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Wright-Patt research engineer receives AFOSI officer of the year award

Who knew that an Air Force Research Laboratory research engineer from Wright-Patterson Air Force Base, an Air Force Office of Special Investigations reservist and a published novelist could be a four-time recipient of an AFOSI officer of the year award?

Maj. Todd J. Turner is a materials research engineer at the AFRL. He specializes in micro-scale mechanical testing and materials characterization to investigate the micromechanical behavior of metals and alloys.

Turner holds a doctorate in mechanical engineering and materials science from Cornell University. He serves as a major in the Air Force Reserve, deployed multiple times and earned two Bronze Stars in the process.

Turner’s award is under the Air Force Reserve’s individual mobilization augmentee category. This program provides trained, equipped and ready reservists when the service needs them to support an operational requirement.

IMAs are Air Force reservists assigned to active-component units and government agencies. They are managed by the Individual Reservist Readiness and Integration Organization at Buckley Air Force Base, Colorado, and serve more than 50 separate major commands, combatant commands and government agencies.

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Unlike traditional reservists who are assigned to reserve units that regularly perform duty together, IMAs work with their active-duty supervisors to create a custom duty schedule that helps their unit meet mission requirements.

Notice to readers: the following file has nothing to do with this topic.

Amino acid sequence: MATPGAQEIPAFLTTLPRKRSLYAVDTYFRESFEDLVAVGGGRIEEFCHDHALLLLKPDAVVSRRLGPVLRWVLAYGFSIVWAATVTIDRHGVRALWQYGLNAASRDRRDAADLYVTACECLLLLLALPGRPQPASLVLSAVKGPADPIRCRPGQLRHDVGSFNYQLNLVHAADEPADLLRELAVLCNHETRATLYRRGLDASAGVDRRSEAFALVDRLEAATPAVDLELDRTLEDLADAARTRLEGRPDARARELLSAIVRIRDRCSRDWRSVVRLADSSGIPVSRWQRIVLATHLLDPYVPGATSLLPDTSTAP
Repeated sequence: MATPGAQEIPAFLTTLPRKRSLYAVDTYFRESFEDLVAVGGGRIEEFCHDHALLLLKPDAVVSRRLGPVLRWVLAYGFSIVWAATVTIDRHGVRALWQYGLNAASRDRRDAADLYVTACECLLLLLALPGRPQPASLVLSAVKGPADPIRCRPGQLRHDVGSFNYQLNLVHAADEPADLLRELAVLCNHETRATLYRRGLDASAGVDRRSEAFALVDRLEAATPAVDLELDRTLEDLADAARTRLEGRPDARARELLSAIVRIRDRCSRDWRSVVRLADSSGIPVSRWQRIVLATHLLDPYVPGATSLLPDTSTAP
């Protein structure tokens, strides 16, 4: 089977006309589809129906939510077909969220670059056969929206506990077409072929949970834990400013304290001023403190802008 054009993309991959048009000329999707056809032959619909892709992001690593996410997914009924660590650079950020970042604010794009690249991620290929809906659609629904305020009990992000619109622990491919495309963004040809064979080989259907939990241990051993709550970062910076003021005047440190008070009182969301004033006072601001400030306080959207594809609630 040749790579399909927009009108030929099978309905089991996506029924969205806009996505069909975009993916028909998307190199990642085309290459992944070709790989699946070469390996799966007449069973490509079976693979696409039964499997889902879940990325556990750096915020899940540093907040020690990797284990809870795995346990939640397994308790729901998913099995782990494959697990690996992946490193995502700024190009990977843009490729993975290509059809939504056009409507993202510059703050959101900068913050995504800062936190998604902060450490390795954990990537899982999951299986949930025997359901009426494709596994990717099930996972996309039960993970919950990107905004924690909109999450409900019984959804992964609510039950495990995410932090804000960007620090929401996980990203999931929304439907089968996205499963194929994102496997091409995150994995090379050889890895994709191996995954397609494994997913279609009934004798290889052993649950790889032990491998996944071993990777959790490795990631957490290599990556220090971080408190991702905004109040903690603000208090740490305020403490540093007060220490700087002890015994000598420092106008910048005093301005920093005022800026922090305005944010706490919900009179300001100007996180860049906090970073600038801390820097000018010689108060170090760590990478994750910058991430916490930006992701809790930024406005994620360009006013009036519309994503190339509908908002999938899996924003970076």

Turner’s job in the IMA realm is an Air Force Office of Special Investigations agent. In this capacity, Turner is assigned to Kirtland Air Force Base, New Mexico, and principle advisor for all AFOSI investigations and operations at that location. He directs criminal, fraud and counterintelligence investigations for Kirtland AFB, a 51K acre installation comprised of approximately 20,000 military and civilian personnel supporting three Air Force centers, four wings, two major Air Force research labs and more than 100 tenant units.

This is the fourth time in the last 10 years that Turner has received the award.

“I was pleasantly surprised when they announced my name as the recipient, again,” said Turner.

There is no time for rest, as Turner is also an author of two alternative history novels “Lincoln’s Bodyguard” and “Land of Wolves: The Return of Lincoln’s Bodyguard.” A third book is on the horizon.

“I’ve always enjoyed keeping busy and wearing various hats,” said Turner. “I believe that I am an improved researcher because of the creative side, and a better technical writer from time spent writing papers for research. It’s a plus in each aspect.”

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